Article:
Thus, the determinative question at this stage is how the court will interpret Thailand’s response.  On one hand, based on the court’s statements in January 2012, if the court views Thailand’s response and postponement of extradition proceedings as an expression of sole jurisdiction and a refusal to extradite, it will probably dismiss the indictment finding that Thailand has a dominant interest.  In support of dismissal, the defense argued in January that Thailand has expressed “sovereign interest,” and that Thailand’s position and “official[]” postponement “suggest[] the Thai government feels that extradition and prosecution here ‘may affect the international relation.’”

On the other hand, if the court views Thailand’s response not as a refusal, but as a mere delay, the case will likely remain on the court’s docket at least until the Thai Attorney General’s Office concludes its investigation and prosecution.  In the government’s filing last week, prosecutors argued that Thailand has “not made any . . . notification . . . nor has it otherwise signaled that international relations may be impaired . . . by the government’s prosecution.”  Of Thailand’s position, prosecutors stated “Thailand asserts no definitive position on any aspect of the government’s extradition request. . . . Thailand’s only affirmative statement is that it is postponing review of the request for the time being.”  Prosecutors accused the defense of “tr[ying] again and again to invent and interject into this case a conflict with Thailand that, in fact, does not exist,” and also of “inappropriately asserting self-serving and unfounded claims on behalf of Thailand.”

The court will need to first decide the jurisdiction question before even reaching, if at all, the legitimacy of prosecutors’ MLCA theory.  Even if the court ultimately approves the theory, however, the Siriwan proceeding portends the delays and difficulties treaties might pose for the government in seeking to prosecute foreign officials in the future.  A hearing on these issues is scheduled for February 21.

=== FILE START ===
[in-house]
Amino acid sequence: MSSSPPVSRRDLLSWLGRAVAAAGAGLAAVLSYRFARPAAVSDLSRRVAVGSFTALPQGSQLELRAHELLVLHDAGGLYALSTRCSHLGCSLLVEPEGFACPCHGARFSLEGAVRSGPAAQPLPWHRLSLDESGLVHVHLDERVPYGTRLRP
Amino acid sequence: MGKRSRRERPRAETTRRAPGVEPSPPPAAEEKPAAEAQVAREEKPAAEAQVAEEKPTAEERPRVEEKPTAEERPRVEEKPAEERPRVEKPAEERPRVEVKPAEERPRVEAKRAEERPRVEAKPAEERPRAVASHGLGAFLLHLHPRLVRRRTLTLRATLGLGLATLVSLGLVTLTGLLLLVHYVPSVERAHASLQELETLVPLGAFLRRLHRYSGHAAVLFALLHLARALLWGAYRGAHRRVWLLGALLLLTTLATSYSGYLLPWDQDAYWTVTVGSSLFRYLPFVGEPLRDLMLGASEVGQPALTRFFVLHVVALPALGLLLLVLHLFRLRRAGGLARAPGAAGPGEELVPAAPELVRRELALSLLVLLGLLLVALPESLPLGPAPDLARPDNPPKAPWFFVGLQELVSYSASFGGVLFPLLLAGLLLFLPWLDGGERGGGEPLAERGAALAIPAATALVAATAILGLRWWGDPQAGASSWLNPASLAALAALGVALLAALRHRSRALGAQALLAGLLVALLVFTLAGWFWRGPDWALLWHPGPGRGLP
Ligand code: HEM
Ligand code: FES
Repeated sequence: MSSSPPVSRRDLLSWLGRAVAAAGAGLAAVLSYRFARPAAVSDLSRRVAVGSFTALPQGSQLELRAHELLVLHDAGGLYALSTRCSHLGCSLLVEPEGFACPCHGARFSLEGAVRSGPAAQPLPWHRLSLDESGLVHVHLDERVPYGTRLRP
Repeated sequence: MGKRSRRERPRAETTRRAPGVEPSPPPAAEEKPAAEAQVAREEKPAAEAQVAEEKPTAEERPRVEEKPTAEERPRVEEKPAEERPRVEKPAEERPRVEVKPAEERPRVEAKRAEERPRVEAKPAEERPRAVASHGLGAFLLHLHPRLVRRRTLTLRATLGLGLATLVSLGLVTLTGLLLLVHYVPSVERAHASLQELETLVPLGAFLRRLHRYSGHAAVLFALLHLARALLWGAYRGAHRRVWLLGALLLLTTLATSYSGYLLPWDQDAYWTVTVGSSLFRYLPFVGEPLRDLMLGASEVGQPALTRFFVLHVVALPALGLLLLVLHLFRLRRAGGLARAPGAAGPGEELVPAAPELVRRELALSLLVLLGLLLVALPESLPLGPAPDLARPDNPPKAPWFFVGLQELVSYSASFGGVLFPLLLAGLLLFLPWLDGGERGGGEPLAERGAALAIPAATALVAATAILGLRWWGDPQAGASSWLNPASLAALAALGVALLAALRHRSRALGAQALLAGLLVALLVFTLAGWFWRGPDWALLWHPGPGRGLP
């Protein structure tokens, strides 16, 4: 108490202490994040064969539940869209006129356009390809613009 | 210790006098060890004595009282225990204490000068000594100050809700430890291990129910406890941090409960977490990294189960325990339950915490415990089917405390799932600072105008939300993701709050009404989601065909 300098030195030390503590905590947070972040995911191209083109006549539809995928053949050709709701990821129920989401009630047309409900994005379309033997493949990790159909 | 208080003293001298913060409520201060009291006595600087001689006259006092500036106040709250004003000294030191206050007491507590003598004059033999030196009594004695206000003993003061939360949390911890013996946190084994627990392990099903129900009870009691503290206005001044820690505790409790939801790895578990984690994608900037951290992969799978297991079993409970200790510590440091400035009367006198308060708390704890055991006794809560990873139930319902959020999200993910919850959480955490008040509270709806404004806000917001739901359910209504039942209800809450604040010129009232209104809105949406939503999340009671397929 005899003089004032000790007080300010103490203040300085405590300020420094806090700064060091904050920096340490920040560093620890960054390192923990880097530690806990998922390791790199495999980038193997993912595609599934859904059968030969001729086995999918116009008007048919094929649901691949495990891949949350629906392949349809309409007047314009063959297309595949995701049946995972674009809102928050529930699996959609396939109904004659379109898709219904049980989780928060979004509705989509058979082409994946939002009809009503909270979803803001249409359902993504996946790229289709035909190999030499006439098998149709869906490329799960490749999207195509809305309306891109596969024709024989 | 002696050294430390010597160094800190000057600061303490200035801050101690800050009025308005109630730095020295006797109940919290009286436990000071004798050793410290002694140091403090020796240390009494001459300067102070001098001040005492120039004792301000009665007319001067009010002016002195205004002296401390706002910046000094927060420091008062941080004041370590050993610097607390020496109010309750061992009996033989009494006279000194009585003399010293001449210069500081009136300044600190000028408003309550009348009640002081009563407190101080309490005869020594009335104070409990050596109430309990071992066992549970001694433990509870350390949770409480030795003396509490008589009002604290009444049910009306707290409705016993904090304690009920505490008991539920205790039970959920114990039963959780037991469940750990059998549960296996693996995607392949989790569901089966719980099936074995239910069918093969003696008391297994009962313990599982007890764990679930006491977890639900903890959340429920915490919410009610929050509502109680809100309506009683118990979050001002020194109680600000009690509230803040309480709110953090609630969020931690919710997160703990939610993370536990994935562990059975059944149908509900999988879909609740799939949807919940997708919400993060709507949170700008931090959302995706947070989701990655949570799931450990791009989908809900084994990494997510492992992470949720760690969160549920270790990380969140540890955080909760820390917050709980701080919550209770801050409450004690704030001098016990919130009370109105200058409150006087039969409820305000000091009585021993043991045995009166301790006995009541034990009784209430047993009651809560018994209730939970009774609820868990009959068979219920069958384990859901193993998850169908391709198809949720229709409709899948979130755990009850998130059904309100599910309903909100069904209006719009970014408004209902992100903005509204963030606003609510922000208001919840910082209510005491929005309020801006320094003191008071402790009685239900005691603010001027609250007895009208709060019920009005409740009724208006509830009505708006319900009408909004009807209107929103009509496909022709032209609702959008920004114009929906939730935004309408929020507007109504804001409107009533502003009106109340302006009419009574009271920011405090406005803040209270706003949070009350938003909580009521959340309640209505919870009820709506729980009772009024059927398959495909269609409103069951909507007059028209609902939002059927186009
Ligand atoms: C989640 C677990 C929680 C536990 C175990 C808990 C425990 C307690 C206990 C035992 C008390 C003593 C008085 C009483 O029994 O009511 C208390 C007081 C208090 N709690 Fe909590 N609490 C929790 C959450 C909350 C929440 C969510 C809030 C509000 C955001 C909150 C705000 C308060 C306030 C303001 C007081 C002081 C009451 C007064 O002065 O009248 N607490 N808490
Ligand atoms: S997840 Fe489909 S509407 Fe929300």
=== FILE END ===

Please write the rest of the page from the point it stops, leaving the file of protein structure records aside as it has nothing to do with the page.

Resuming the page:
Prosecutors Stymied By Thai Attorney General’s Office In Siriwan Case

Monday, November 19th, 2012

This post is from Mike Dearington (a third-year law student at Vanderbilt University Law School) who discusses the DOJ’s FCPA-related enforcement action against the “foreign officials” in the Gerald and Patricia Green enforcement action.  Dearington previously authored this guest post on the action and provides an update below.

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Prosecutors Stymied by Thai Attorney General’s Office in Siriwan Case

Mike Dearington

Take a break from digesting the recently released FCPA guidance to read about happenings in a more remote region of the FCPA world.  For the second time since July, the court in United States v. Siriwan has asked the DOJ to show its cards with respect to its extradition request to Thailand.

Siriwan involves charges that Juthamas Siriwan, ex-governor of Tourism Authority of Thailand, and her daughter, Jittisopa, accepted bribes from Hollywood movie executives Gerald and Patricia Green in exchange for contracts.  Prosecutors face a substantial hurdle in convincing the court that their novel use of the money‑laundering statute (MLCA) to prosecute the Siriwans is permissible even when the defendants are foreign officials otherwise outside the reach of the FCPA.  But based on a November 15 filing (here), prosecutors apparently face a separate hurdle in convincing the court to even reach the merits.  This is because, despite the government’s request, Thailand appears unprepared to extradite the Siriwans.